Cavus foot is a condition in which the foot has a very high arch. Because of this high arch, an excessive amount of weight is placed on the ball and heel of the foot when standing. Cavus foot can lead to a variety of signs and symptoms, such as pain and instability. It can develop at any age, and can occur in one or both feet.
Signs and Symptoms
The arch of a cavus foot will appear high even when standing. In addition, one or more of thefollowing signs and symptoms may be present:
- Hammertoes (bent toes) or claw toes (toes clenched like a fist)
- Calluses on the ball, side, or heel of the foot
- Pain when standing or walking
- An unstable foot due to the heel tilting inward, which can lead to ankle sprains
Some people with cavus foot may also experience foot drop, a weakness of the muscles in the foot and ankle that results in dragging the foot when taking a step. Foot drop is usually a sign of an underlying neurologic condition.
What Causes Cavus Foot?
Cavus foot is often caused by a neurologic disorder or other medical condition-for example, cerebral palsy, Charcot-Marie-Tooth disease, spina bifida, polio, muscular dystrophy, or stroke. In other cases of cavus foot, the high arch may represent an inherited structural abnormality.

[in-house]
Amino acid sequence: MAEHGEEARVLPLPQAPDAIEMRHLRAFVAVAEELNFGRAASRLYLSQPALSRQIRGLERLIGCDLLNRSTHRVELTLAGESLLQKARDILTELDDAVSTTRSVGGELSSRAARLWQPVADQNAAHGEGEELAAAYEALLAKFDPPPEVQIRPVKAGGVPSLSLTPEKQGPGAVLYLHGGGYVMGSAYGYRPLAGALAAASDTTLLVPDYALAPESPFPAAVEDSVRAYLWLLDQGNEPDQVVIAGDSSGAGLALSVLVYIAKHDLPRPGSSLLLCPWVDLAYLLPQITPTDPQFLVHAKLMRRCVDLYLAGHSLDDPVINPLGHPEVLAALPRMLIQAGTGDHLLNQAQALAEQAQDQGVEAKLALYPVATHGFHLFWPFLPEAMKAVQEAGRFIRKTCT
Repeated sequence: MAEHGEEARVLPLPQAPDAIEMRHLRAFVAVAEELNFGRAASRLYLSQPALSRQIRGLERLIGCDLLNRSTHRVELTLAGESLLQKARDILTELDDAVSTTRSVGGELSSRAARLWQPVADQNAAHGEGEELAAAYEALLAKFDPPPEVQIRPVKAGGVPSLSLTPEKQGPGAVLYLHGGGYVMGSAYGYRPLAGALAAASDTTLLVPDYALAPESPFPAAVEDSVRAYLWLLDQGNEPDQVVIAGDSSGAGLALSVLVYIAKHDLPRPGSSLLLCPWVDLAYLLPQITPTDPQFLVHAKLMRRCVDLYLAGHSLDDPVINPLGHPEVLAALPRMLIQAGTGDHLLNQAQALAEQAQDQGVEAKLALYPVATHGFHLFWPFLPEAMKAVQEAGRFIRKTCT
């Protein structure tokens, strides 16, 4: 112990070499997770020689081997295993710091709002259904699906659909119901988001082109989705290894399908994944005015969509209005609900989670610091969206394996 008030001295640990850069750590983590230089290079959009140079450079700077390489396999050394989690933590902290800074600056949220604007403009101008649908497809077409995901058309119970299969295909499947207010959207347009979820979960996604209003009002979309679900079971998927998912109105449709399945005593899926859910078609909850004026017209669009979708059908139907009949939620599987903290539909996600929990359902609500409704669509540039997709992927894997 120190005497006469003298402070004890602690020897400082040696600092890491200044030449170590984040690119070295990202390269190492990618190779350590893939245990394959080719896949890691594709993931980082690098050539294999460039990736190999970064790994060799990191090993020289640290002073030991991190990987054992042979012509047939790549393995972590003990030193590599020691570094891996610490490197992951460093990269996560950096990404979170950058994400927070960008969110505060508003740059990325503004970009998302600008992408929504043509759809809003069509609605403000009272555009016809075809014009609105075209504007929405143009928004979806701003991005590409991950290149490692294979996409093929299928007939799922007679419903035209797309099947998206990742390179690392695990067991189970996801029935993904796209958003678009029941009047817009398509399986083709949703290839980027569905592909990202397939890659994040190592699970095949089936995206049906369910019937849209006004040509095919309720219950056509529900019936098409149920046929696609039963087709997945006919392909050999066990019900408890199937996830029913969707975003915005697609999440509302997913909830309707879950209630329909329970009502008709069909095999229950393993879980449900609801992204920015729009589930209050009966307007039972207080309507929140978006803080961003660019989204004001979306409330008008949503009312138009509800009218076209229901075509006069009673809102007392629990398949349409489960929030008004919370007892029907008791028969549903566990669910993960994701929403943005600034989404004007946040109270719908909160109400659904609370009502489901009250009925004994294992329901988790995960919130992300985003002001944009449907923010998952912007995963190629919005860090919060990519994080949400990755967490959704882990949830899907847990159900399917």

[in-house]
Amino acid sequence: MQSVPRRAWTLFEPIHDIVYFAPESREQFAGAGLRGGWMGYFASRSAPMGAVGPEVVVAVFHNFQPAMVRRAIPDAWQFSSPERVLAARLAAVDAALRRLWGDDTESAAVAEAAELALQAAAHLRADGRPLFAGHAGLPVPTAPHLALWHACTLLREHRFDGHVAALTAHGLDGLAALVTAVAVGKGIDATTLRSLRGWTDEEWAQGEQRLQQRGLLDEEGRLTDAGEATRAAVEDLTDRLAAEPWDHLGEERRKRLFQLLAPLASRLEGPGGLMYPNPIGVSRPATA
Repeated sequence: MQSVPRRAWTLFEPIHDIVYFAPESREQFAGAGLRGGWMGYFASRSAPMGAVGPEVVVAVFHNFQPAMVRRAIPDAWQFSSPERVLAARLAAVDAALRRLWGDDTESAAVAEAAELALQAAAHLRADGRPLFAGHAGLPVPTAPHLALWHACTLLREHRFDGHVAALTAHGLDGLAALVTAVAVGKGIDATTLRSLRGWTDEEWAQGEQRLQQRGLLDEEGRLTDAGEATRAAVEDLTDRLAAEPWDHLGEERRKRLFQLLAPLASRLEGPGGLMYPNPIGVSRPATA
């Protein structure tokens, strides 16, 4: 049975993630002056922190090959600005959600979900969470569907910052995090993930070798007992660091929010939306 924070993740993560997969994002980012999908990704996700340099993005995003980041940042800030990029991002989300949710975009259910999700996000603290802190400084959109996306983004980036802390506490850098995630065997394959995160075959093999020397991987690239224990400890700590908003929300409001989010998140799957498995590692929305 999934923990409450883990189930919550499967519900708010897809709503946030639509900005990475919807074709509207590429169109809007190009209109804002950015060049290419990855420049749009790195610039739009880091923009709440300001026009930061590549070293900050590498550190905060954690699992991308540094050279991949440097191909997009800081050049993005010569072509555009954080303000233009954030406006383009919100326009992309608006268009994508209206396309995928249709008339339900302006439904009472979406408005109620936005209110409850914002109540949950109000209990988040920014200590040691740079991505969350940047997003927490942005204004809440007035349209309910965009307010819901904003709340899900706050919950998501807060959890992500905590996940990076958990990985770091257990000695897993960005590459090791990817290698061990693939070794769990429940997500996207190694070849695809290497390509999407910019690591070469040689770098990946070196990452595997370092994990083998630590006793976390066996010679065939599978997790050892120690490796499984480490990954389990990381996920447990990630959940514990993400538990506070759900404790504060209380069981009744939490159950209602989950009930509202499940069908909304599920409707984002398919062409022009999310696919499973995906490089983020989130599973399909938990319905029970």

An accurate diagnosis is important because the underlying cause of cavus foot largely determines its future course. If the high arch is due to a neurologic disorder or other medical condition, it will probably worsen. On the other hand, cases of cavus foot that do not result from neurologic disorders usually do not change in appearance.
Diagnosis of cavus foot includes a review of the patient’s family history. The foot and ankle surgeon examines the foot, looking for a high arch and possible calluses, hammertoes, and claw toes. The foot is tested for muscle strength, and the patient’s walking pattern and coordination are observed. If a neurologic condition appears to be present, the entire limb may be examined. The surgeon may also study the pattern of wear on the patient’s shoes.
X-rays are sometimes ordered to further assess the condition. In addition, the surgeon may refer the patient to a neurologist for a complete neurologic evaluation.
When is Surgery Needed?
If non-surgical treatment fails to adequately relieve pain and improve stability, surgery may be needed to decrease pain, increase stability, and compensate for weakness in the foot. Surgery is also considered for cases that are likely to get worse-even if there is currently no pain or instability. In these instances, the goal of surgery is to help reduce the severity of future problems.
The surgeon will choose the best surgical procedure or combination of procedures based on the patient’s individual case. In some cases where an underlying neurologic problem exists, surgery may be needed again in the future due to the progression of the disorder.